Alita: A ScreenX Experience

        CJ 4DPLEX is a technology company that is probably best known for their 4D technology, which started in South Korea but has expanded across the globe with increasing momentum over the last decade. Although 4DX is certainly impressive enough, ScreenX is an even more recent innovation in the efforts toward a more immersive cinematic experience. I have heard ScreenX described as IMAX, but with the image being wider instead of taller, though this doesn’t quite do the experience justice. While IMAX may give you more to look at, ScreenX is more about utilizing peripheral vision in order to feel as though you are inside the film. I think a more apt description would be to compare it to 3D, without the need for glasses or the use of cheap gimmicks.

        But what exactly is ScreenX? It claims to be the world’s first multi-projection system used in a theater setting, though I believe there is some precedent for this in film history. Cinerama premiered in 1952 as a widescreen process that used three synchronized 35 mm projectors to create a 146-degree field of vision. They were projected onto a special curved screen in the still running Cinerama Dome. ScreenX offers a 270-degree panoramic viewing experience, and they don’t rely on a curved screen at all. Instead, ScreenX theaters expand the image directly onto the side walls, which they call “Wings.” These special walls are specifically created with a fabric that allows the projected images to match the center screen. That center screen will play the film as you would see it in any theater, while the images put on the side walls by up to twelve laser digital projectors are made up of specially created material to match the color and brightness of the screen.

        Although I had experienced a few key scenes of Aquaman in ScreenX (most notably The Trench sequence, which was memorable enough for a spin-off film to be put into development), the first full film I watched was Alita: Battle Angel. The film itself didn’t blow me away (live-action adaptations of anime rarely do), but I was impressed by how effective the immersive experience of ScreenX was when there were images projected on the side walls. The biggest problem that I had with the experience was the fact that it wasn’t a feature-long effect. As is also common with IMAX, there were only specific scenes that are given the additional material, while the rest of the film just utilizes the center screen, as one would normally expect from their theater experience. As impressive as it is when those side walls light up, it is also has the unintentional effect of reminding audiences that they are watching a movie. It is ironic that the arrival and departure of this immersive experience actually has the opposite effect, and may take some audiences out of the story. It is my hope that the ScreenX experience will someday be from start to finish of the film.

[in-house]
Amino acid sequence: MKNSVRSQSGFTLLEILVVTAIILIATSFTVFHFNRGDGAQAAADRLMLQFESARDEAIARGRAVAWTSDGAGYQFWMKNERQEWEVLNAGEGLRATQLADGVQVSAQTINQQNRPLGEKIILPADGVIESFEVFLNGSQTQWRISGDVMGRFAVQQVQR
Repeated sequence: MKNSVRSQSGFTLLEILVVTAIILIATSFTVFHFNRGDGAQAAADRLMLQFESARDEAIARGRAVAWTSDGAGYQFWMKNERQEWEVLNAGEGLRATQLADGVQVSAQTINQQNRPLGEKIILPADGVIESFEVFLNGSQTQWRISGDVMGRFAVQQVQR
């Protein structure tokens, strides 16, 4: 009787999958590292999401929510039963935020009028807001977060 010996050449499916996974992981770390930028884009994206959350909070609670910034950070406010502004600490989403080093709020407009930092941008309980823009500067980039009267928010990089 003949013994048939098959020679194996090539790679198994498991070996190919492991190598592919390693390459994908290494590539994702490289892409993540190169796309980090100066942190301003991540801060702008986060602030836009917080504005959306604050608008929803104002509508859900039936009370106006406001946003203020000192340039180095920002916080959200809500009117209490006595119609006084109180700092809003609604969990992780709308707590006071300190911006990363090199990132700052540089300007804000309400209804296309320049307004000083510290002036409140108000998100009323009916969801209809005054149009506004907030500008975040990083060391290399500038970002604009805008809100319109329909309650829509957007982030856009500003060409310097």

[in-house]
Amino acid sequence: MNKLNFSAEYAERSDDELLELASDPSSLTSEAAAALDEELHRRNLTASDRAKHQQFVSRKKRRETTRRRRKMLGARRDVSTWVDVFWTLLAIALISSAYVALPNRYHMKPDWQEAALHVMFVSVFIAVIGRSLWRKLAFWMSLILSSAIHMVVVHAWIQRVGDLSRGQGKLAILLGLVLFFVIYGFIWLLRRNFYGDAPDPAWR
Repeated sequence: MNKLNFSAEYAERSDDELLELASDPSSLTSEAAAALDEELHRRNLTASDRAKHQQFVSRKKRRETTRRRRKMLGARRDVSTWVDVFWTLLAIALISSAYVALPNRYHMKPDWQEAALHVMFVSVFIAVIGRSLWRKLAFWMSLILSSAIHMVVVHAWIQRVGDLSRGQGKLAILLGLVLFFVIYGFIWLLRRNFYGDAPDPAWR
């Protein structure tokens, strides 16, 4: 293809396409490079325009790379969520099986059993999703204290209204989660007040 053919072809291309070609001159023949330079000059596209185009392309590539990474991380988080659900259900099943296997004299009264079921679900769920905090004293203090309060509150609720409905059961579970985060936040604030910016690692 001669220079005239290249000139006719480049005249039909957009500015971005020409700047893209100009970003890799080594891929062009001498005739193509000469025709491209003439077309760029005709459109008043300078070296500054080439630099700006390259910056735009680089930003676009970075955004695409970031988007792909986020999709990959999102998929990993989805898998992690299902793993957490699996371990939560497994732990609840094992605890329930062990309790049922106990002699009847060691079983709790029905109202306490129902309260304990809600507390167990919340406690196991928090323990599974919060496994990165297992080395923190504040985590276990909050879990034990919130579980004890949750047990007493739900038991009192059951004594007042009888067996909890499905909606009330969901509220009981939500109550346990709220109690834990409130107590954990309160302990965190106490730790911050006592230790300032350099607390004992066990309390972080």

Alita: Battle Angel is out in theaters today, so audiences can experience it in ScreenX now. It is also being shown in 4DX, IMAX, RPX and 3D, but I think it is worth mentioning what makes watching it in ScreenX unique. Although I don’t remember it playing that heavily in the trailer, a large part of the film’s plot revolves around a dangerous game that many will accurately accuse of resembling Rollerball. Derivative as it may be, these sequences are among the most exciting in ScreenX, because there is the feeling that we are on the race/battle course alongside Alita. More expected are the world-building moments of ScreenX. Like 3D, it is the beyond-the-screen elements which can be most helpful in creating the sense that we aren’t just sitting in a movie theater. When Alita opens up to show us the future society, the additional heaps of discarded technology and electric signs in the distance become a world surrounding the audience.

I would argue that these quiet moments of setting exposition and development are where ScreenX is really able to expand on the creative vision of the filmmakers. And in Alita, the experience was seamless. The biggest complaint about Cinerama in the 1950s and 60s was the fact that you could visibly see the line where the images from the separate projectors met, and they often shook slightly out of sync with each other. Not only has the technology been improved for a seamless connection in ScreenX, but the entire experience has the potential to enhance films, even for those who often feel 3D is too much of a gimmick to enjoy. And knowing that ScreenX has been combined with 4DX overseas, I would guess that it is only a matter of time before that is also an option in the United States.



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